The “urban-rural divide” has become a standard touchstone in discussions of economics, politics and culture. It’s shorthand for identifying that major metros have more in common with each other than they do with the countryside surrounding them.
The Seattle metro area is not like Central Washington or the Olympic Peninsula (or pick any other largely rural part of the state). By the same token, Chicago isn’t like Downstate Illinois; the Twin Cities aren’t like the Iron Range; New York City isn’t upstate New York; and so on.
It’s an easy concept to grasp. But what does it tell us about divisions in our state and nation? What does it suggest to you? Please scroll to the bottom to let us know your views.
We’ve written about it often.
Just this year, for example, we published a series of posts exploring the differences and what they mean to public policy.
- Rural counties, while showing signs of jobs recovery, continue to lag metro areas.
- Pew Research: Rural counties are making a comeback. Is this the beginning of a turnaround?
- Examining the urban-rural divide. And a look at two efforts to bridge it.
- New report identifies keys to “Unlocking Washington’s Full Potential.” Recommendations for expanding opportunity.
- Research underscores the importance of manufacturing to rural economies.
And then this:
Obviously, the subject interests us and, we suspect, it interests you as well. So a report we came across earlier this week sparked us to round up a few brief and recent articles that suggest additional complexity.
- American Enterprise Institute: Don’t overstate the urban-rural divide.
There’s a persistent narrative that President Trump’s values are rural ones, while city-dwellers support the “urban” values of democratic socialists like Alexandria Ocasio-Cortez… At first glance, the “urban-rural” divide seems reasonable. But the data don’t support this geographic line of thinking…
- Pew Research Center: What Unites and Divides Urban, Suburban and Rural Communities
Urban areas are at the leading edge of racial and ethnic change, with nonwhites now a clear majority of the population in urban counties while solid majorities in suburban and rural areas are white. Urban and suburban counties are gaining population due to an influx of immigrants in both types of counties, as well as domestic migration into suburban areas. In contrast, rural counties have made only minimal gains since 2000 as the number of people leaving for urban or suburban areas has outpaced the number moving in. And while the population is graying in all three types of communities, this is happening more rapidly in the suburbs than in urban and rural counties.
At the same time, urban and rural communities are becoming increasingly different from each other politically. Adults in urban counties, long aligned with the Democratic Party, have moved even more to the left in recent years, and today twice as many urban voters identify as Democrats or lean Democratic as affiliate with the Republican Party. For their part, rural adults have moved more firmly into the Republican camp. More than half (54%) of rural voters now identify with or lean to the GOP, while 38% are Democrats or lean Democratic.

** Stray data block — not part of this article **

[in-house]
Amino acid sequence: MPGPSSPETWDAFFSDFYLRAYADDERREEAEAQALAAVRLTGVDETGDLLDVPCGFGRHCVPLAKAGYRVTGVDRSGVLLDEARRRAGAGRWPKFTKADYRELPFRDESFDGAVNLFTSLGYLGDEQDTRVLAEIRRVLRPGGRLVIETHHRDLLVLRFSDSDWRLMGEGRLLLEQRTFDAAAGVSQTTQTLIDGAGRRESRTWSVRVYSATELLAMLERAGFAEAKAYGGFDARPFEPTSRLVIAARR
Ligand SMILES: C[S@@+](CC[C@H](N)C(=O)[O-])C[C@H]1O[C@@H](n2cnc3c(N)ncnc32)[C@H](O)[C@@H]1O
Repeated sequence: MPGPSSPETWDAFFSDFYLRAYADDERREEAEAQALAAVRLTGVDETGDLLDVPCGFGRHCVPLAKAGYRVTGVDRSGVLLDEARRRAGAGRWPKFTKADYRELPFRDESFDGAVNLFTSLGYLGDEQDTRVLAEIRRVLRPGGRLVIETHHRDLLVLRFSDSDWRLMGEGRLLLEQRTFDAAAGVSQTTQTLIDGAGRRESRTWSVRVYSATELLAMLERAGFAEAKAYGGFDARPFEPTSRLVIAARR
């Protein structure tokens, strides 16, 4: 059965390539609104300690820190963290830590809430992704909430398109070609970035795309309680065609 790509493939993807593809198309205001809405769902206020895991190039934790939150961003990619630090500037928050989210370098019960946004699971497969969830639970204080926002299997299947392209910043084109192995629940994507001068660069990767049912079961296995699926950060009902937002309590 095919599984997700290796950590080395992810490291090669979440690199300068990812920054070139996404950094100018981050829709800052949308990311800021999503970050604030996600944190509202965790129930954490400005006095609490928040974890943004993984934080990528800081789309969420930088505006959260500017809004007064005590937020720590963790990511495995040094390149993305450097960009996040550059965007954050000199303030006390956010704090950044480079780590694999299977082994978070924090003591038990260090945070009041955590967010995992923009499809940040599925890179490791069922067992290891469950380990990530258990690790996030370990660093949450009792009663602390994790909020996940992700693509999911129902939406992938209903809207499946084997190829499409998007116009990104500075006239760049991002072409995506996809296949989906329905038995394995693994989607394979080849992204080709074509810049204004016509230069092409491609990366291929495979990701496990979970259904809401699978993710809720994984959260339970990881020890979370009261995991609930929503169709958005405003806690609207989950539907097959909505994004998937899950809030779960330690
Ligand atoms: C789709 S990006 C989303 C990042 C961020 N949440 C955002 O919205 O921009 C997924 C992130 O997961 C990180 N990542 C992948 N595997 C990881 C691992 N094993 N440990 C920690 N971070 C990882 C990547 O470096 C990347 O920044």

- FiveThirtyEight: Purple America has all but disappeared
More than 61 percent of voters cast ballots in counties that gave either Clinton or Trump at least 60 percent of the major-party vote last November. That’s up from 50 percent of voters who lived in such counties in 2012 and 39 percent in 1992 — an accelerating trend that confirms that America’s political fabric, geographically, is tearing apart.
Of the nation’s 3,113 counties (or county equivalents), just 303 were decided by single-digit margins — less than 10 percent. In contrast, 1,096 counties fit that description in 1992…
For all the ways Americans are divided today along urban and rural lines, the two groups are at least united in this: Majorities of both, according to a new Pew Research Center survey, believe that everyone else is looking down on them.
That pattern suggests a particularly troubling dimension to age-old distinctions between city and rural life. Differences in where and how Americans choose to live, which increasingly overlap with politics, are imbued with judgments about each other — and suspicion that others are negatively judging us.
We’ve all heard of the great divide between life in rural and urban America. But what are the factors that contribute to these differences? We asked sociologists, economists, geographers and historians to describe the divide from different angles. The data paint a richer and sometimes surprising picture of the U.S. today.
National League of Cities: Bridging the Urban-Rural Economic Divide
In a challenge to the conventional narrative, Bridging the Urban-Rural Economic Divide finds that stronger links between urban and rural areas are key to spurring local, regional and state economic growth.
By examining four key areas — broadband access, educational attainment, high-value business growth and prosperity growth — the report offers policymakers glimpses into policy and program opportunities to bridge the urban-rural divide.
It’s time for the narrative to change from urban vs. rural to a shared economic future.
…a close look at the data shows that urban and rural America are not as distant, economically or geographically, as the rhetoric may suggest.
So, now it’s your turn.
Thank you for your input!